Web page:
Rush'n Attack: Ex Patriot has a major problem when it comes to plot. You see, it's not the late 1980s anymore, so the rampant fear of Soviet Russia doesn't hang over us like a red curtain. So Rush'n Attack: Ex Patriot addresses the Russian element by returning to the Tunguska Event in Siberia. Apparently a massive explosion took place in this remote area, which many consider to be from a comet. According to Rush'n Attack: Ex Patriot, this 1908 event left behind a rare element that is the source of some major, modern-day problems. Some American soldiers are aiming to save one prisoner who has been held in this area for ten years, and unfortunately, main character Sergent Sid Morrows is captured in the process. Tested upon, he's now immune to the side effects of the interstellar element that is radiating everywhere, and it's his job to escape and save anyone on the way.
Upon initially playing Rush'n Attack: Ex Patriot, the first thing to pop into my head was that the game is a melee-focused version of Shadow Complex. Well, it's not. While Rush'n Attack: Ex Patriot may look like it offers an open world, Metroidvania-style levels and all, instead there is a much more linear experience. While these three levels can be completed in different manners, such as sneaking through the air ducts or blasting straight ahead, they generally end up in the same area. However, along the way there are plenty of traps that players can hide into, whistle to call an enemy over, and slaughter on sight. The enemies themselves have some defenses on their side, as security cams call over more units to fight, and while they don't do much damage one-on-one, they can pose a problem in groups.
Personally, I'm finding the focus on gruesome knife kills, splattering of neon blood, random awesome slaughterings, and the stealth mechanics lend some flexibility to play. You can focus on tactically moving through levels, or you can charge ahead, as the game rewards both thoughtful executions and the quick kill combo session. Guns like rocket launchers and machine guns can be picked up, although they tend to have short supplies of ammo, and you'd best learn to rely on your knife. Sid can be upgraded and will learn new combos as he progresses, using his score as the XP for leveling up.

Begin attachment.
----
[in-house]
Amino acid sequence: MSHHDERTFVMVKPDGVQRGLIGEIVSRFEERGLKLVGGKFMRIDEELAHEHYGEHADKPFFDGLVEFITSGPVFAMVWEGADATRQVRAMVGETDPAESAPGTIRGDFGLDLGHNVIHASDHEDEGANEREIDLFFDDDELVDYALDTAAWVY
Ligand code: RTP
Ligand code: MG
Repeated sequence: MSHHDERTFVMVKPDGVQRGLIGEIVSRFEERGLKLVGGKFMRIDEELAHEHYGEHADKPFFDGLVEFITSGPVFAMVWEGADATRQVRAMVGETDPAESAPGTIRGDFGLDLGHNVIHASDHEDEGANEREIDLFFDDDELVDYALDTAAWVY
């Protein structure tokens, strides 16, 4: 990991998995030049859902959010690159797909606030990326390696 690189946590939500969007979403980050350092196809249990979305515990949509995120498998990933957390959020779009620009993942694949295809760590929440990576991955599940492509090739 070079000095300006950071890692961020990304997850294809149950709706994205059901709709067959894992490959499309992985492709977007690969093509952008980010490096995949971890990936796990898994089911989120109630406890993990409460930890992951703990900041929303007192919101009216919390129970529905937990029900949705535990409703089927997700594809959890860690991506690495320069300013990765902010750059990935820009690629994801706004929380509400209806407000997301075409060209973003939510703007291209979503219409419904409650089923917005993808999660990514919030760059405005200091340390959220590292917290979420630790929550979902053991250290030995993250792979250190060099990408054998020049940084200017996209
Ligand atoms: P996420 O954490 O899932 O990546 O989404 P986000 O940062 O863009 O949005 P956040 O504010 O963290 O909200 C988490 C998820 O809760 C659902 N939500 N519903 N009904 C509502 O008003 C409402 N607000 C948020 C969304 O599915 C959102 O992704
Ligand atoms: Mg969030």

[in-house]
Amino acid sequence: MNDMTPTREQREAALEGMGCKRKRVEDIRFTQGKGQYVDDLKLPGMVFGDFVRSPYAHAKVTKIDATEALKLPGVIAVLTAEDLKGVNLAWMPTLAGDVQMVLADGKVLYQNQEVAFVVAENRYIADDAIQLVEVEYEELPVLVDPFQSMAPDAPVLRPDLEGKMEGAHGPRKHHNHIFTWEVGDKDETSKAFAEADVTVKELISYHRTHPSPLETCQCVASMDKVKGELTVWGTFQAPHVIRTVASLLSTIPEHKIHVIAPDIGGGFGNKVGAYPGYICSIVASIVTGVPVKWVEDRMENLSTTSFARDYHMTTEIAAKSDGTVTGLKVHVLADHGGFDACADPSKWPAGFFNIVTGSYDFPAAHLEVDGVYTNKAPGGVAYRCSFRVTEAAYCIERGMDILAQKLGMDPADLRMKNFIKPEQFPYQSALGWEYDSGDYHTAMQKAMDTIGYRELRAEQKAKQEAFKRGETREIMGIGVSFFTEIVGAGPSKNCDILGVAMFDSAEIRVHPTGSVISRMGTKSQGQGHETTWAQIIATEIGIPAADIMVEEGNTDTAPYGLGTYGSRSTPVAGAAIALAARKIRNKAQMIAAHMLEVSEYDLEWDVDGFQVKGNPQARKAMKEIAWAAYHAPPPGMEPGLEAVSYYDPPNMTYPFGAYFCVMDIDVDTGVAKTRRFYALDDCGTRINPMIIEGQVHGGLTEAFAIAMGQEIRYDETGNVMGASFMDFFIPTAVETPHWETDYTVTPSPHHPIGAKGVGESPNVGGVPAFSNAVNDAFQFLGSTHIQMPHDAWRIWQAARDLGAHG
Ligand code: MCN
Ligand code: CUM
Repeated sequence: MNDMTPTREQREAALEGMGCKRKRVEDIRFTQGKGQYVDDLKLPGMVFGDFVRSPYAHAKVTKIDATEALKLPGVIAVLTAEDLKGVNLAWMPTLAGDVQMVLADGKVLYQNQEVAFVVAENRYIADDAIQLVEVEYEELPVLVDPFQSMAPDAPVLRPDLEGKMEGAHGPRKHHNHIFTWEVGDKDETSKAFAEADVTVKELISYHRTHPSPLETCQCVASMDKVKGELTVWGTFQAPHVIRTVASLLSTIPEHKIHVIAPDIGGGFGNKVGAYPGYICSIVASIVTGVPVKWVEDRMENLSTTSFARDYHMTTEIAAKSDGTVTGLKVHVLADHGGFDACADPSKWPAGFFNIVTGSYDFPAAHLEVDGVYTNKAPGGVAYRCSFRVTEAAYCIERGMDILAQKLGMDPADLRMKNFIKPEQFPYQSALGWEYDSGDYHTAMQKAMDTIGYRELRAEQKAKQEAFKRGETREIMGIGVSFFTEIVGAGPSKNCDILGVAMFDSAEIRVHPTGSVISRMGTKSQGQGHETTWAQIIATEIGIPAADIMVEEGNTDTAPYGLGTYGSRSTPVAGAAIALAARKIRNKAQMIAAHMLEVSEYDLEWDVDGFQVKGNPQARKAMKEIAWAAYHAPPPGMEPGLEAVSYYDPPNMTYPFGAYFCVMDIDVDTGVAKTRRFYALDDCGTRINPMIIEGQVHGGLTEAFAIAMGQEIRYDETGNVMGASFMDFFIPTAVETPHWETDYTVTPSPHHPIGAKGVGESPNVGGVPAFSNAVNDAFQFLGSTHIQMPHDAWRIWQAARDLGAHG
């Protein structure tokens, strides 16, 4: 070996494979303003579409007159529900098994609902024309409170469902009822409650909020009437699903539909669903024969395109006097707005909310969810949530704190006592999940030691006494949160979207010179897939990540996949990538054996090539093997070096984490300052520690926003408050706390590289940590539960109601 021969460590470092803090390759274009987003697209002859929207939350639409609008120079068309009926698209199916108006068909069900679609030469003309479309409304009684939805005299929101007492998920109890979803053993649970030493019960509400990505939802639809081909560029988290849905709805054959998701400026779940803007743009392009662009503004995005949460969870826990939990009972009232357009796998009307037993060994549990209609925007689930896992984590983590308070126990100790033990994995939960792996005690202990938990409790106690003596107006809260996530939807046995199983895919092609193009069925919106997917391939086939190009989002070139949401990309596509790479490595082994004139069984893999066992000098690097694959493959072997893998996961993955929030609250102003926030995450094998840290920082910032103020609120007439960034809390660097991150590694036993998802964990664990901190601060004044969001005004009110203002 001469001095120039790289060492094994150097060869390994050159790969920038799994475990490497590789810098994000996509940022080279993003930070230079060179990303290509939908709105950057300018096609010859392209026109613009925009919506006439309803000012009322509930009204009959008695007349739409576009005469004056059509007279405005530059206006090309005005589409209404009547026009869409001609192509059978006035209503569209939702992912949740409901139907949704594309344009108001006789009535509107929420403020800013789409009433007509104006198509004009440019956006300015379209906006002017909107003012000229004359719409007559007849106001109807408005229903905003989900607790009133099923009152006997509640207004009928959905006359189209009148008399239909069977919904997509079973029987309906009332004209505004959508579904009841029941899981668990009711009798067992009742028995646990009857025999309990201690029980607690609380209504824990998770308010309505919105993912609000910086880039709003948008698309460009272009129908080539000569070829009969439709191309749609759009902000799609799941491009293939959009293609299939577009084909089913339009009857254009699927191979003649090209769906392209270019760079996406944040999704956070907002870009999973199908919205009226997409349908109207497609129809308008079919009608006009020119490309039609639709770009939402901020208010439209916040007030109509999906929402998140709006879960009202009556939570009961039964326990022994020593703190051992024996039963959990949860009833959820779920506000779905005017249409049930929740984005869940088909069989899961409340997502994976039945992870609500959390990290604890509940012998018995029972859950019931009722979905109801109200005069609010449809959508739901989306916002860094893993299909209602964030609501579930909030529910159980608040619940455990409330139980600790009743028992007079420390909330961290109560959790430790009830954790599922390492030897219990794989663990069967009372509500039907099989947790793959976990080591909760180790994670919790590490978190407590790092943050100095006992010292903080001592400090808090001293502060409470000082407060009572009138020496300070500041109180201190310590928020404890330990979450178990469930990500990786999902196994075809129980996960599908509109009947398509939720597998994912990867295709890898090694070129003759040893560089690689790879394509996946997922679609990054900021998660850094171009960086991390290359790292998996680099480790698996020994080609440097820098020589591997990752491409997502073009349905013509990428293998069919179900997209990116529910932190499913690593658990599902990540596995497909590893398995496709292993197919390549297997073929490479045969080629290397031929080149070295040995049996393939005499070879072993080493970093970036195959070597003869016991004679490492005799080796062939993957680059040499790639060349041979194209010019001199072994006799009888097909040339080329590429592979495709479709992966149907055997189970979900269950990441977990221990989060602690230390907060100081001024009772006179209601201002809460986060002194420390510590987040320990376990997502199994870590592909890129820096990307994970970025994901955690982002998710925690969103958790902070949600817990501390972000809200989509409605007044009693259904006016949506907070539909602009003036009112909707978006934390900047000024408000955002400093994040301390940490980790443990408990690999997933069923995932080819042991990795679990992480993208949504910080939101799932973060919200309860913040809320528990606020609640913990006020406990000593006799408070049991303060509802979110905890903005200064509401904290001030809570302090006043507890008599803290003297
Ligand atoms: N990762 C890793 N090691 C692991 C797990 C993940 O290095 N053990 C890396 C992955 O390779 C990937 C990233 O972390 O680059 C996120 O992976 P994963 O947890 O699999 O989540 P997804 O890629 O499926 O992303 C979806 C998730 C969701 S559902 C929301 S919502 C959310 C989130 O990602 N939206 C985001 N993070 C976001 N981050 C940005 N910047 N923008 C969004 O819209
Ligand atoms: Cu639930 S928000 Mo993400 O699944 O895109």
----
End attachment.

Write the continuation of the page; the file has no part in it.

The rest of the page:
In the end, I'm finding that Rush'n Attack: Ex Patriot is the right little update to the franchise. It doesn't seem to massively mix things up and change the nature of the game, and the 2D stealth mechanics are always fun and satisfying. It's not a radical change of play, but it's enough to keep the franchise fresh. Rush'n Attack: Ex Patriot will be coming out later this year for PSN and Xbox Live.
When we last saw Hard Corps: Uprising at Comic-Con, our Dale North came away quite impressed with the flashy sidescrolling shooter from Arc System Works and Konami. After all, the stunning 2D animation makes this title practically look like BlazBlue: The Shooter, which is a very good thing. The crazy thing is this is still a direct Contra game, albeit with a massive aesthetic redesign. Am I for it? Oh damn skippy, I'm all for mixing up the norms, as Hard Corps: Uprising is one hot take on the franchise.
While it's visually stunning, when it comes to a Contra title, there are some gameplay standards to uphold. Yes, the game is brutally hard, as I was dying left and right, taking on wall bosses, motorcycle bosses, snipers hidden in the foliage of the new jungle level (which looks and plays great), as well as hundreds of oppressive Commonwealth soldiers and robots. The Rising Mode is the game's campaign, detailing the story and all of its conflicts, as well as offering upgrades to make the characters more powerful. Main character Bahamut and his lady friend, Krystal, are very capable at their jobs, and while the game may be extremely difficult, those who have grown up on Contra, Treasure games, and Metal Slug will have no problem here. That is, unless they play the actual Arcade mode, where there is no health bar, and thus, nasty one-hit kills.